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Newsletter #86

June 2016

 

Editorial - June 2016

We received many positive comments on our previous newsletter. Our readers found the articles on recycling, threatened cycads and cost-effective polystyrene buildings interesting. As soon as the polystyrene are available commercially, we’ll follow up with the manufacturers, and maybe we’ll also be able to then post a photo of a building built with these panels.
Recycling: According to Anton Hanekom, chief executive of Plastics SA, nearly 80% of all plastics manufactured in SA last year landed on rubbish dumps, in spite of all efforts to increase recycling figures. This mainly resulted from low crude oil prices and therefore also lower polymer and recycled material prices. In addition, our country does not have an established recycling culture or a constant supply of recyclable material. Much of the recycled material is also rejected because of containing impurities. Recyclers work in an increasingly difficult business environment, with high costs and problems with power cuts, increasing electricity bills, a shortage of water and a weakening economy. In order to improve recycling, members of the public should sort recyclable products and should demand recyclable packaging (Sake Rapport, 29 May 2016).

Threatened cycads

The following non-detriment findings were published in the Government Gazette (no 575 of 27 May 2016: “Overuse/exploitation for horticultural purposes is the major factor threatening the survival of most Encephalartos species in South Africa, and adult plants continue to be lost from the wild due to poaching (a countrywide problem). There has been an exponential increase in ex situ cultivated cycads, which are regulated by provincial conservation ordinances/Acts and the National Environmental Management: Biodiversity Act (Act 10 0f 2004) (NEMBA): Threatened or Protected Species (TOPS) Regulations. Enforcement of the strict protection measures afforded to cycads has been hampered by the human resource and budgetary constraints facing the provincial conservation authorities that are mandated to enforce provincial and national environmental legislation. Past ineffective implementation of conservation legislation in particularly Gauteng, where the requirements for cycad possession permits have not been consistently enforced, has facilitated the entry of illegally harvested cycads into the legal trade. Wild-sourced plants have been and continue to be legalized and incorporated into private collections, and their use as parental stock for the propagation of seedlings for both the domestic and international cycad trade cannot be ruled out. Micro-chips inserted into wild plants have proven to be largely ineffective for establishing wild origins of cycads and have failed to deter poachers. The failure of the legal protection measures has been further exacerbated by prosecutors and magistrates, who are not well informed about South Africa’s cycad extinction crisis, and the small fines issued and minimal jail sentences passed for cycad related offences are ineffective deterrents”.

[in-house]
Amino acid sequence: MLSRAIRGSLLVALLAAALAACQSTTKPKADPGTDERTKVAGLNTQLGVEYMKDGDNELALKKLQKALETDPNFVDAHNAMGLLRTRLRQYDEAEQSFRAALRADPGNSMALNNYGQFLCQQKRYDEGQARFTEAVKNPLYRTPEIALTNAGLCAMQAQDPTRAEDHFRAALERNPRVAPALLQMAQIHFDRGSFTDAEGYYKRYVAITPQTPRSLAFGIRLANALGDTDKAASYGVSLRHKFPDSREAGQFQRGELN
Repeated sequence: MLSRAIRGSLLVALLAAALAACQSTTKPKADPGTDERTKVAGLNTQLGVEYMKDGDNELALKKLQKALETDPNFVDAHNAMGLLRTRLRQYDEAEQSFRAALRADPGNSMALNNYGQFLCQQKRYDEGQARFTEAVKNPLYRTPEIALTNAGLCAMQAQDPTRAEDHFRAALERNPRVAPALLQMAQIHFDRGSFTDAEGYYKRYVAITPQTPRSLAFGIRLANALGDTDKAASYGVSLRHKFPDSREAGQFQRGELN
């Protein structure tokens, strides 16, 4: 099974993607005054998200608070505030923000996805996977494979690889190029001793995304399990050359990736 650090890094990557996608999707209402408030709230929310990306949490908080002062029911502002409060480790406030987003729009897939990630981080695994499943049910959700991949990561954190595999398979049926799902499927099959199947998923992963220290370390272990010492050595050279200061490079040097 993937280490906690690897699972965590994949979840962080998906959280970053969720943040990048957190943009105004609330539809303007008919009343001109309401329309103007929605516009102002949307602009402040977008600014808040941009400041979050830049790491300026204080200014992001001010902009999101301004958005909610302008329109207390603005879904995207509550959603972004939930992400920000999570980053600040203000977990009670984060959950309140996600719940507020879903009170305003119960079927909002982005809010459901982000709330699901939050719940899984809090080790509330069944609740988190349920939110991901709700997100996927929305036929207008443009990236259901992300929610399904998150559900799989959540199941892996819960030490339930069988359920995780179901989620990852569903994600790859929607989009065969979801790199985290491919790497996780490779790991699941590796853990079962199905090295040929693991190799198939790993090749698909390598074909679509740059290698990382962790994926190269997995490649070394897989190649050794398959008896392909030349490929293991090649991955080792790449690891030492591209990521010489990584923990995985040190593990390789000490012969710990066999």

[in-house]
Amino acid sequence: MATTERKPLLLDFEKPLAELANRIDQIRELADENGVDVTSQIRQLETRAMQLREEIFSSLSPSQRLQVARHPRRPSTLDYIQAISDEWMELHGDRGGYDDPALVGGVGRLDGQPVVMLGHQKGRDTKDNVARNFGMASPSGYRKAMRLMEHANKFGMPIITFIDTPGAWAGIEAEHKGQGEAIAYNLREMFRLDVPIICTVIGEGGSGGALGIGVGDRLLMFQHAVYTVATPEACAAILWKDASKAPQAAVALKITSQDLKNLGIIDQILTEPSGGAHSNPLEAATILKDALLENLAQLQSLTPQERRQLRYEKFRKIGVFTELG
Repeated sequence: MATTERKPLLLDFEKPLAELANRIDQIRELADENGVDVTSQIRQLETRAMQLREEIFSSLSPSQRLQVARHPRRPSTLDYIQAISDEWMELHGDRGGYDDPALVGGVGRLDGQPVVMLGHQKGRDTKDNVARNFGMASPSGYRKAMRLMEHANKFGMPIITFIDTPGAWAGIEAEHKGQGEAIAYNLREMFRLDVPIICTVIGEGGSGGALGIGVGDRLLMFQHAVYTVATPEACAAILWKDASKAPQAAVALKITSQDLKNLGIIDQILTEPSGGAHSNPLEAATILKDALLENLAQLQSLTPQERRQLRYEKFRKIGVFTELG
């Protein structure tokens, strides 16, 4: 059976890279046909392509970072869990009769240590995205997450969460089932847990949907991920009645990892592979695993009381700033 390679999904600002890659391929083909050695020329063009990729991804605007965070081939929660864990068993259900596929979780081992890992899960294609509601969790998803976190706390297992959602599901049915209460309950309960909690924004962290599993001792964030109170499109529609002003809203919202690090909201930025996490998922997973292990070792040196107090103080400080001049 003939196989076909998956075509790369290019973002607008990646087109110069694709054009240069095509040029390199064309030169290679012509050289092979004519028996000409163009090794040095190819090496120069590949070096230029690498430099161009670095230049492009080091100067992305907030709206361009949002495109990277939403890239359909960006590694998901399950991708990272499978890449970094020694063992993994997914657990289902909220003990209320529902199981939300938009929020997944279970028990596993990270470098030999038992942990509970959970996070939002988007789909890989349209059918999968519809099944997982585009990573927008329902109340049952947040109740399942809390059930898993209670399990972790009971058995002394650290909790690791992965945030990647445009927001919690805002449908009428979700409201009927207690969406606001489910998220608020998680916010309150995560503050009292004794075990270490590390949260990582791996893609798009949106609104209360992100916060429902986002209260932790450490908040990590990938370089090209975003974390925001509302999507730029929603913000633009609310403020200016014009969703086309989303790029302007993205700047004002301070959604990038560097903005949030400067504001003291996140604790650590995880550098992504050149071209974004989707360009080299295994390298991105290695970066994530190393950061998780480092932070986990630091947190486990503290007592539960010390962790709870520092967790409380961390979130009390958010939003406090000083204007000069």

Of a leopard and a serval

calf in treeA while ago, one of our members, Frik Mülder, sent us a photo of the carcass of a calf that had been caught and dragged into a tree by a leopard on his farm on the slopes of the Magaliesberg in the Hartebeestfontein area. It is a pity that the calf was caught but leopards play an important role in maintaining a balance in the area, as they mainly prey on the huge baboon and vervet monkey populations which cause much destruction in vegetable crops and pecan orchards. Vervet monkeys, in troops as large as 60-70, has caused huge financial losses to the farmers the past few years.

serval hartAt the beginning of June, one of our members, Johan Wilkens, sent us a photo of a beautiful Serval (Leptailurus felis) that was caught in a snare on his property. Servals are seldom seen during the day. Their diet consists mainly of rats and mice, finches, ducks, lizards, snakes, hares and locusts. Once again, we would like to encourage our members to report snare incidents to us.

Important environmental update